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Posts Tagged ‘media’

Waking Up

January 19th, 2011
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In my favorite book, On Photography (1977), Susan Sontag changed how I think about photography, and reality, forever.

A photograph is a freeze-frame, a thin discrete slice isolated and preserved out of continuous, relentless time. For me, photographs of people carry an inescapable sadness about them. This is because the real person will continue aging and changing, and will eventually pass away. But the photograph remains frozen, the visible traces of that once-present moment still as clear as when the photo was taken. Photographs remind us about the past, but they also invite us to romanticize the past. I find that looking at a photo taken at any time in my life creates a longing to somehow return to the exact moment when the shutter was pressed.

I am increasingly reminded how brief, transitory, and beautiful our lives are on this earth. I feel a sense of urgency that I must focus on doing things which really matter. Today someone asked me what I want to do with my life. I am still not sure if I have a single goal in mind, but to me the most important thing is to form and nurture deep, loving relationships with my family, my partner, and eventually – if life takes me down that path – my children. I also want to have a positive impact on the world – to provide tools through the creative output that I produce to allow people to lead better lives. I am gifted with a creative spirit, and I feel one purpose of my life is to utilize this gift, through software development, design, music, video, and photography to create products, works of art or interaction that people will enjoy using and experiencing, and will allow them to better achieve their goals.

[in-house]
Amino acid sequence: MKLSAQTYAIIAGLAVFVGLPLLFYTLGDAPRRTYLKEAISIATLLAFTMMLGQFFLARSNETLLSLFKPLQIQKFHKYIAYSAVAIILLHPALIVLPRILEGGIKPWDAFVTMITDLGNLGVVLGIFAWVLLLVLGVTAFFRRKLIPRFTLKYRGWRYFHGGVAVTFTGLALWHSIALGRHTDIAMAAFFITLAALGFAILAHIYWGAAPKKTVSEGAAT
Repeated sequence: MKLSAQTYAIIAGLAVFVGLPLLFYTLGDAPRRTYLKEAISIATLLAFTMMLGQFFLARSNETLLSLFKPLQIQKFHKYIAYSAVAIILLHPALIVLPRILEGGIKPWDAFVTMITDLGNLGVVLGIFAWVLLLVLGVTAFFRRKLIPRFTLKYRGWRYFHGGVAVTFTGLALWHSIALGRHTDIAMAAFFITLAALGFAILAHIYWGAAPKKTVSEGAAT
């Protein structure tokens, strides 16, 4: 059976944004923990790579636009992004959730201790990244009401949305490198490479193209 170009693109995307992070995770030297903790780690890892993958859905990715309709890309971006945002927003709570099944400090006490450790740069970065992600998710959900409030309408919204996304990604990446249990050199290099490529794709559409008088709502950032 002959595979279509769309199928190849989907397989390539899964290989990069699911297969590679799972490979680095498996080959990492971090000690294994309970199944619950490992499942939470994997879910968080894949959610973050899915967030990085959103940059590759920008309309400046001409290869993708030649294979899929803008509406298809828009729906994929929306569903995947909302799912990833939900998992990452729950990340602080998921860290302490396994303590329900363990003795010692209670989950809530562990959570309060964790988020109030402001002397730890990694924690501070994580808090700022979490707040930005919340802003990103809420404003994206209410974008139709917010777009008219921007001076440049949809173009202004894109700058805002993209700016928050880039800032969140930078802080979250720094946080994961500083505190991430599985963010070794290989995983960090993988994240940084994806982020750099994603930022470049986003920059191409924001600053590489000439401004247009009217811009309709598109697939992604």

-Geoff Peters, January 19th 2011

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The power of “repeat”

June 2nd, 2010
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One thing I really love about digital media, and media in general, is the power to repeat.

Jazz musicians learn the language of jazz by repeated listening and transcribing of recordings. Writers learn from closely re-reading books, poems, or articles. Video editors and filmmakers learn from closely analyzing and re-watching TV commercials, short films, or movie scenes.

With basic TV, you can’t repeat – you have to blindly accept all the images that are being force-fed into your mind. Digital TV has given control to “Pause” live TV, and to some degree repeat.

Youtube is awesome because there is no limit to how many times you can repeat a video – just click the play button again.

Streaming radio annoys me because I find I really only enjoy a song once I have heard it 5 times.

Live concerts sometimes frustrate me – I find I don’t have the brainpower to remember or perceive all the complexities of a live concert, but if I had a video recording or even an audio recording I could absorb everything the artist is trying to convey.

Of course I love live music for the spontaneity and feeling the presence of the performers.

Without the ability to repeat I feel helpless. With it, I can master my role as an audience member in perceiving art and media, and truly improve my own ability to create.

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I’m in the news!

November 1st, 2003
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Check out this news article about me (includes nifty colour photo!).

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